From sleepless nights to post-traumatic stress disorder, a former executioner has shed light on the stress of killing a prisoner on death row.
Semon Frank Thompson, a former superintendent of the Oregon State Penitentiary, was charged with executing two inmates on death row shortly after taking on the role in 1994.
The executions were the first carried out by the state of Orgeon in more than three decades, and the first to use lethal injection.
Thompson wrote in an article for the New York Times this week that the “surreal” experience of planning and carrying out executions can lead to “collateral damage”, including drug and alcohol abuse, depression and even suicide.
Thompson and his officers spent more than a month rehearsing for the executions, which took place eight months apart, and had a “full run-through” once a week.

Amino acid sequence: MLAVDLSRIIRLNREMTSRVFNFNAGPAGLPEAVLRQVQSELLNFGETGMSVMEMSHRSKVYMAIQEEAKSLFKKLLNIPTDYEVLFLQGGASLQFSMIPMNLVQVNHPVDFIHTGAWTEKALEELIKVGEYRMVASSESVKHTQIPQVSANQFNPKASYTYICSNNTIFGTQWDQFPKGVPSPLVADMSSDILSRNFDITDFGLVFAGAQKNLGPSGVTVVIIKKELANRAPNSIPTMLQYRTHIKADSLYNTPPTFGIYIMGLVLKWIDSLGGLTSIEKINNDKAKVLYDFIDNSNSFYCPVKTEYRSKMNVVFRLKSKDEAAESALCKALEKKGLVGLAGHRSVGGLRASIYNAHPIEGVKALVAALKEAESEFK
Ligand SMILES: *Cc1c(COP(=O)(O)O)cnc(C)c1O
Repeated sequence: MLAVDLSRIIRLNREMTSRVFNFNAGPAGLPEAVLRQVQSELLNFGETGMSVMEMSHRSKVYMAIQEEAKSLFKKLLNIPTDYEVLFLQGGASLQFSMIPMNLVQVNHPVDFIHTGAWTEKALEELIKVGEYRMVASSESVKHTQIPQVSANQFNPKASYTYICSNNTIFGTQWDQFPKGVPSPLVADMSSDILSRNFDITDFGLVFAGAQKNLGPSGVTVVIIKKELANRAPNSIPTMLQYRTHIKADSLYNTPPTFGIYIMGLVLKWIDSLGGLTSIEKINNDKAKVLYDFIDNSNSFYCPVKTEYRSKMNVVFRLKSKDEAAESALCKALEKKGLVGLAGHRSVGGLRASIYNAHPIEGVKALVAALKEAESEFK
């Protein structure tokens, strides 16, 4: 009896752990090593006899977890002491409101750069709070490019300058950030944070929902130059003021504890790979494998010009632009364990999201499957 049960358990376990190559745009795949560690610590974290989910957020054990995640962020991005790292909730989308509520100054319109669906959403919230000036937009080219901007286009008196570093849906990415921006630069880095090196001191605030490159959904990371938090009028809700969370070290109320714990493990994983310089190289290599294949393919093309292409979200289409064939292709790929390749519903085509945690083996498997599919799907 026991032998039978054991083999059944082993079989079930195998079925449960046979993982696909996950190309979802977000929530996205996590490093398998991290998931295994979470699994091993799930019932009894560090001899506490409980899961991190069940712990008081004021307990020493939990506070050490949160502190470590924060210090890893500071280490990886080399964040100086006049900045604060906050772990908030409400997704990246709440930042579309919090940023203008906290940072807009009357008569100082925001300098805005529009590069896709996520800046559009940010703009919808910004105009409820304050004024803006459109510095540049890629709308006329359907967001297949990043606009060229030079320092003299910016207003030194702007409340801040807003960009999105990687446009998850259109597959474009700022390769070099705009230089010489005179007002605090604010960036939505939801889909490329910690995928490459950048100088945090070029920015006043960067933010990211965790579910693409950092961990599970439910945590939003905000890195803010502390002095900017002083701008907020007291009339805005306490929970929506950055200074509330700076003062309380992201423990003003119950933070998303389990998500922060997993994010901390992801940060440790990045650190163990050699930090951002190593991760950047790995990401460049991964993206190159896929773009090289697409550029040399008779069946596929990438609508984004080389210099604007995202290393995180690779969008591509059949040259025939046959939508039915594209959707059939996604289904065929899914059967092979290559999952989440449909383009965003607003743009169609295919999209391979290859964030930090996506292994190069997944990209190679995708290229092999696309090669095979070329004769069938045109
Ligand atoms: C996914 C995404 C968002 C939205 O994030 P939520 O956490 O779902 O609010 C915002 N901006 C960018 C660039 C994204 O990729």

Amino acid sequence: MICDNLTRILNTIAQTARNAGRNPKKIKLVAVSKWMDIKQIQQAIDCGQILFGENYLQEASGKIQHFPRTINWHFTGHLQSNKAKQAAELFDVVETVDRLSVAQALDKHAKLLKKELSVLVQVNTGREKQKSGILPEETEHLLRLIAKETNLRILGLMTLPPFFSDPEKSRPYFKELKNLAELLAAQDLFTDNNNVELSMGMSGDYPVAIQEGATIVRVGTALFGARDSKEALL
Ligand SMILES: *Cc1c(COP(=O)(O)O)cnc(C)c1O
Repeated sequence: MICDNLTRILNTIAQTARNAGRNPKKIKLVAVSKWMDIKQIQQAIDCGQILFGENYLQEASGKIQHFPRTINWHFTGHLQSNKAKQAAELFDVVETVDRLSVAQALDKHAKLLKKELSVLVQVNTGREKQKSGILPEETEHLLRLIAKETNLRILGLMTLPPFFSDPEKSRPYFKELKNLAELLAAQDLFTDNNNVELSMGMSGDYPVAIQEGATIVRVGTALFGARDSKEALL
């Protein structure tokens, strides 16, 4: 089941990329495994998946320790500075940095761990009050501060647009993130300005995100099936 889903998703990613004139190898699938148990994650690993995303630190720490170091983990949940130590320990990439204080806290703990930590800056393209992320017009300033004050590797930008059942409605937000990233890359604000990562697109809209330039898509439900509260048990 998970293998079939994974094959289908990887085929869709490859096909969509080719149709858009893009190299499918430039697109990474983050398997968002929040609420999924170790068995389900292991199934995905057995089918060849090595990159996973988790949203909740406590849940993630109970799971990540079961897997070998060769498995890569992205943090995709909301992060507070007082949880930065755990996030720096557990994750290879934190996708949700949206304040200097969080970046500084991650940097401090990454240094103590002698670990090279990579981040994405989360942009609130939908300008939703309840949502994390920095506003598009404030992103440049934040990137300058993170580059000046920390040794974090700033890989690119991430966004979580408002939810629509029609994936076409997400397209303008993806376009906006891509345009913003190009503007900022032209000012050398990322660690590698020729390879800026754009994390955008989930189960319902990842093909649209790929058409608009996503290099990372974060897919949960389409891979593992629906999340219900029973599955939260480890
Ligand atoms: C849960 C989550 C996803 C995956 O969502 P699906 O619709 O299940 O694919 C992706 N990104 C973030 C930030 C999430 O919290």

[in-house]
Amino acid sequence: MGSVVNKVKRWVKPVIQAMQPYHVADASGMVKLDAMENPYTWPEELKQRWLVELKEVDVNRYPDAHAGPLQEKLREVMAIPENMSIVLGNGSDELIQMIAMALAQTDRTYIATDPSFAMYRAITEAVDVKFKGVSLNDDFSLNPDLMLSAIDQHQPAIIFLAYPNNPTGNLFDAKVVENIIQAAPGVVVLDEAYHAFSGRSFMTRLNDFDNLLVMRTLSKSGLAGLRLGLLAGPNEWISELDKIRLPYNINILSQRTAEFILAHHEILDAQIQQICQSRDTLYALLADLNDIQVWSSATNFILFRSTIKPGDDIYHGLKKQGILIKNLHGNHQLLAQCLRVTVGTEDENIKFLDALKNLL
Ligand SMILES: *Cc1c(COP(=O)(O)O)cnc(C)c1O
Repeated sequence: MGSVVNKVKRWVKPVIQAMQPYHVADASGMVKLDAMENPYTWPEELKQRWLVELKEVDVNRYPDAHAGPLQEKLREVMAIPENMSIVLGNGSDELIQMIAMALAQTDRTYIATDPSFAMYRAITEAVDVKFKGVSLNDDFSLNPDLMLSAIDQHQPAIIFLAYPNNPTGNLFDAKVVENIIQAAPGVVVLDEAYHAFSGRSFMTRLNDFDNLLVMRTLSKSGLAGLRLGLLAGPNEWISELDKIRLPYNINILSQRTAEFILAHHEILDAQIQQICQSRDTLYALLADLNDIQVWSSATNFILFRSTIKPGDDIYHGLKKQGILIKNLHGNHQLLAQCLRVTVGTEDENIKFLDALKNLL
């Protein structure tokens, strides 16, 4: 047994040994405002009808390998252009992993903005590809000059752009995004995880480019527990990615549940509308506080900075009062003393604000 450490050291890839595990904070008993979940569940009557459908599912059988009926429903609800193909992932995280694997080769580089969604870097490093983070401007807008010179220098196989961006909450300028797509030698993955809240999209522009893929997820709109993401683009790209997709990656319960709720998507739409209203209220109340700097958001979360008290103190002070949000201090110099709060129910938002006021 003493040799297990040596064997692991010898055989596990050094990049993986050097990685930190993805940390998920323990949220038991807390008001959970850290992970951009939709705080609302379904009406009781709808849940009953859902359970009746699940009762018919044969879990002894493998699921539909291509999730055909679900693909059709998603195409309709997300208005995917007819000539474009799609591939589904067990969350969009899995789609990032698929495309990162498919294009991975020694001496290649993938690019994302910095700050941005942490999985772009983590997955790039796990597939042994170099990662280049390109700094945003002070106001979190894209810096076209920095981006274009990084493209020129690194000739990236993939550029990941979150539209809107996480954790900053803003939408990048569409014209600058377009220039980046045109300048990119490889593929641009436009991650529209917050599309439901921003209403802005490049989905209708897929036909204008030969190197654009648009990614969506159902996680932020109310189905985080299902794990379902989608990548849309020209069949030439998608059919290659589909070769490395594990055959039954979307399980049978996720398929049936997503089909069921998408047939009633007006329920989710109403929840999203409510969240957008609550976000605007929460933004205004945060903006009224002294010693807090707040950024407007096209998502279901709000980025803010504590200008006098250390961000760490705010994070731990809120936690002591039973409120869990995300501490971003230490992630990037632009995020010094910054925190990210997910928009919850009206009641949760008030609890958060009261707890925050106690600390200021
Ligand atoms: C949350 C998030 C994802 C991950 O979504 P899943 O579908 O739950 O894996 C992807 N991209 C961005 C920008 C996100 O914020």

Thompson said he felt anxiety about the possibility of carrying out a “botched procedure”.
I began to feel the weight of this undertaking while practicing for the executions
After each execution, some of the members working for Thompson told him they didn’t want to be involved in an execution ever again. Others actually left their job.
A few the officers working for him admitted having trouble sleeping, and Thompson worried they would go through post-traumatic stress disorder if they had to do it again.
Being involved in the prisoners’ executions forced Thompson to think more deeply about capital punishment, he wrote. Since retiring in 2010, his mission has been to "persuade people that capital punishment is a failed policy".